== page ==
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Oct-08-2011 11:44TweetFollow @OregonNews
10,000 Plus Occupy PortlandTim King Salem-News.com
What has happened on Wall Street affects everyone. This is very likely a major turning point in American history.
(SALEM, Ore.) - As the sun set on the first day of the Occupy Portland demonstration, the enthusiasm remained high. Thousands at Pioneer Square Want Americans to regain control of their nation from the scandalous banks that have raked the middle class over the coals.
Those taking part in the event that has saw 10,000 demonstrators gather on day one are Oregon residents like Geoff Thompson, whose hotel caught fire. He can't get a loan, he says he's mad and he's not going to take it any more, and he's one of many people with a similar viewpoint.
Thompson says he went to every bank, wrote to every elected official, with zero results. He even wrote to U.S. President Barack Obama, who this week admitted that he knew of the Occupy Wall Street protests and offered understanding words for this effort.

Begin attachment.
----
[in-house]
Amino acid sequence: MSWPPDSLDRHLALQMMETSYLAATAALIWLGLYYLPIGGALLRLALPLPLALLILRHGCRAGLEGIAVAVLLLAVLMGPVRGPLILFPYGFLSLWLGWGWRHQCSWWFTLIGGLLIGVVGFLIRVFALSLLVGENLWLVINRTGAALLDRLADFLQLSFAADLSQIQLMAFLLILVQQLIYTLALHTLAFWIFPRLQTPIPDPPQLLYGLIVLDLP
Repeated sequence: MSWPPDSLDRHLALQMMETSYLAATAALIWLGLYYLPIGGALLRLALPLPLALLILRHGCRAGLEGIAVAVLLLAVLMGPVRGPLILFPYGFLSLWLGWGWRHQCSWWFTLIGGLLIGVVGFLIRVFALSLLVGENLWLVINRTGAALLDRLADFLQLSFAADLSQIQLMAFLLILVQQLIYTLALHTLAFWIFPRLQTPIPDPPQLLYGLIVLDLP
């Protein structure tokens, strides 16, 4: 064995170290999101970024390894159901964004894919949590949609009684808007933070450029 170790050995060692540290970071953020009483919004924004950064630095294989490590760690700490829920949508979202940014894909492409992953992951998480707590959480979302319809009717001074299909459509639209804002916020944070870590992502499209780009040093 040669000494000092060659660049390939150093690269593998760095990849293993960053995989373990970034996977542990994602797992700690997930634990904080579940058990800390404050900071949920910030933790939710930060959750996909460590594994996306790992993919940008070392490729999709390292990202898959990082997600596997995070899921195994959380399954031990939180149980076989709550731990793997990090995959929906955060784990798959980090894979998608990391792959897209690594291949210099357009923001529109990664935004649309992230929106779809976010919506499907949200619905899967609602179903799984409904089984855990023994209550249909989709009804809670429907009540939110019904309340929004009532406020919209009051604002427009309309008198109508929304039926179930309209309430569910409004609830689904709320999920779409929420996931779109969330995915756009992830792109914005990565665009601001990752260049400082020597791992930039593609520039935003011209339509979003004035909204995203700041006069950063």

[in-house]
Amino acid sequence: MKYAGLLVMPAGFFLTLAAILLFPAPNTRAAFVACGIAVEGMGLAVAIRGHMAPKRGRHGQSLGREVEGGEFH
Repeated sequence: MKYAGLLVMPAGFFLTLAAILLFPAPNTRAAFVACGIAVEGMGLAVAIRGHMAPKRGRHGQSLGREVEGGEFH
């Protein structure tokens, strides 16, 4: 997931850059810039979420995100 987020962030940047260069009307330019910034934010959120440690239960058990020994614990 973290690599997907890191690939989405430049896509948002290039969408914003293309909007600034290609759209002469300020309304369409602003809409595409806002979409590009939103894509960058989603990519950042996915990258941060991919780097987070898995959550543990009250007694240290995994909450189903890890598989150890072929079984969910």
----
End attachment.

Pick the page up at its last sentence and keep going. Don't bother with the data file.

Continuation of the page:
Unfortunately, Obama goes on to explain how the operators on Wall Street didn't actually violate any laws. In the end the bankers are essentially above the law.
Thompson says he devised a plan to wake Bank of America up since no bank will loan them money. He's encouraging a bank run on 1 Nov at Bank of America. He says if enough customers pull their accounts on the first, that it will send a message through Bank of America and back to Wall Street that the people have had enough.
Which leads to something we have rarely seen in America; this isn't partisan, what has happened on Wall Street affects everyone. This is very likely a major turning point in American history.
This could be the early states of a revolution that is socially acceptable to almost all Americans, who believe it is obscene that the richest 1% have full control of 99% of our national assets. A nation where dishonest lenders are rewarded not with sanctions or criminal charges, but bailouts that are all funded by the 99%.
The 99% that includes Oregon residents like Anthony Barbera, who spent eight years in the military only to come back to a lack of opportunities, and a country that has no jobs.
The words coined by the band Ten Years After in 1971, still holds true for this crowd forty years after:
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